They had names like Labeeb Ali, who told The Washington Post he had sold his business and belongings in Iraq and obtained a U.S. visa before finding out at the airport that he couldn’t board his flight.

And Binto Adan, who The Post reported had flown thousands of miles with her 8- and 9-year-old children expecting to see her husband but who ended up being detained all day at Dulles International Airport because her family is Somali.

“I am looking for my parents! They are elderly!” a crying woman shouted in the same airport that night. And in cities from Dallas to Seattle, bewildered families sought missing members, and the ACLU’s emergency request to stop the deportations found its way to Donnelly’s courtroom in New York.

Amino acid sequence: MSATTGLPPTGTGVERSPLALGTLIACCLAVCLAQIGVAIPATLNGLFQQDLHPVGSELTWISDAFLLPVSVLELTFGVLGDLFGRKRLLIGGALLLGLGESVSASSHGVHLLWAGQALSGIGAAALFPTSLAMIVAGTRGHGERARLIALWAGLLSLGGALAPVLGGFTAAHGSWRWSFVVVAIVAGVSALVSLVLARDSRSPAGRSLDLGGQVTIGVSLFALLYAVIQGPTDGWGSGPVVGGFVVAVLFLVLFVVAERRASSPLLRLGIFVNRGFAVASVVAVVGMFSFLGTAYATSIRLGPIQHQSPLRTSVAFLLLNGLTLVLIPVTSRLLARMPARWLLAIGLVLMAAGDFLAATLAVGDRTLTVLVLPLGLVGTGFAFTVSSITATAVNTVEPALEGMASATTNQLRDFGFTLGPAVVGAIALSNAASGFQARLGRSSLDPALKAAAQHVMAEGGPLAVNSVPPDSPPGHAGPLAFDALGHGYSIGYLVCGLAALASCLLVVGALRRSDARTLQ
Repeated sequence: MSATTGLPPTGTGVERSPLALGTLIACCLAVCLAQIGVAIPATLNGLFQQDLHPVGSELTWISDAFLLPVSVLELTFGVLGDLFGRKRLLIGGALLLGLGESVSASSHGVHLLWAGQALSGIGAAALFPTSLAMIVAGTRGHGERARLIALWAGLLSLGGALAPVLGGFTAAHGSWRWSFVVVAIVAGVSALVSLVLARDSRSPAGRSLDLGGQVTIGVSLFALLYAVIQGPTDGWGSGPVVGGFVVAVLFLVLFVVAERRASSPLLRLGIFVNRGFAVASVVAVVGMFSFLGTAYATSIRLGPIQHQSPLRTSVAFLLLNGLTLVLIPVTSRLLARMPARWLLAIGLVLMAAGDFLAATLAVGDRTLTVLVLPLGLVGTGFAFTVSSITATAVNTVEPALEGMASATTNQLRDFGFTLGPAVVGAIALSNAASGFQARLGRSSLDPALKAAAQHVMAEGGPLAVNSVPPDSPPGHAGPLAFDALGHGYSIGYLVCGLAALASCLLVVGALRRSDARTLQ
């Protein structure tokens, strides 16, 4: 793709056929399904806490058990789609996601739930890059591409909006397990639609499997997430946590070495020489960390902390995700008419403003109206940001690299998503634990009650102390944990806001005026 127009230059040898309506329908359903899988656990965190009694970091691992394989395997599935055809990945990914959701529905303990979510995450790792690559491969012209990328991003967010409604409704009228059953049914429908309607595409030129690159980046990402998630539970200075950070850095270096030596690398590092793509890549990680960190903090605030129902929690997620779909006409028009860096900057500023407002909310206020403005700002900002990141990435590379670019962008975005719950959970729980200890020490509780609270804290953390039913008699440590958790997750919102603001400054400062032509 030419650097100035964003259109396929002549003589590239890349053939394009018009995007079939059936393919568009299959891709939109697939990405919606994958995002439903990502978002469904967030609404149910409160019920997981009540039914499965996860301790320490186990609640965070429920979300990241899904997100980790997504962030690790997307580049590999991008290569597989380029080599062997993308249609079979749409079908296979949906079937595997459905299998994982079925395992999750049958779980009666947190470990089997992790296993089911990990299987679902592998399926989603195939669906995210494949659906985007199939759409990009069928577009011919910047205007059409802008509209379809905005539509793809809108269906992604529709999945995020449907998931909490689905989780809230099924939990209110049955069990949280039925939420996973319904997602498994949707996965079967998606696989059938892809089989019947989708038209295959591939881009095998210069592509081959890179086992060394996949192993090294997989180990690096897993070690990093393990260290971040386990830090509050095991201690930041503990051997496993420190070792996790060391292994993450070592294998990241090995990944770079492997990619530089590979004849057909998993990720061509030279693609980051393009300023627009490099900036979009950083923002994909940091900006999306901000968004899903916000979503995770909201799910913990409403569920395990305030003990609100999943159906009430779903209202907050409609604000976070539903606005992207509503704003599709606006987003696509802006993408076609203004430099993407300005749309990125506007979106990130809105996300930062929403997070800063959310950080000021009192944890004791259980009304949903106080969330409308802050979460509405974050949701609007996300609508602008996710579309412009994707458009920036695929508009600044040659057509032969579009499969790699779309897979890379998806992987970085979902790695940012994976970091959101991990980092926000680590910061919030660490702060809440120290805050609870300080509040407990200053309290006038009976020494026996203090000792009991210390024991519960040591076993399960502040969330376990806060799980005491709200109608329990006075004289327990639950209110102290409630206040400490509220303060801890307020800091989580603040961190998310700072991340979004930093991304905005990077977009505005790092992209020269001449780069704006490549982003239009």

She had once been a government lawyer, but that night, she showed little patience for their arguments, The Post reported.

“Our own government presumably approved their entry to the country,” Donnelly said, weighing the risks of sending unknown numbers of people back across the oceans.

An ACLU lawyer interrupted the hearing to warn Donnelly that a flier was about to be deported to war-torn Syria unless she acted immediately.

Donnelly asked whether the government could guarantee that person’s safety and, unconvinced by the answer, issued her order just before 9 p.m.

Sending travelers back could cause “irreparable harm,” she ruled. She’d turned more eloquent phrases, but this time her written words were photographed and immediately shared across the world.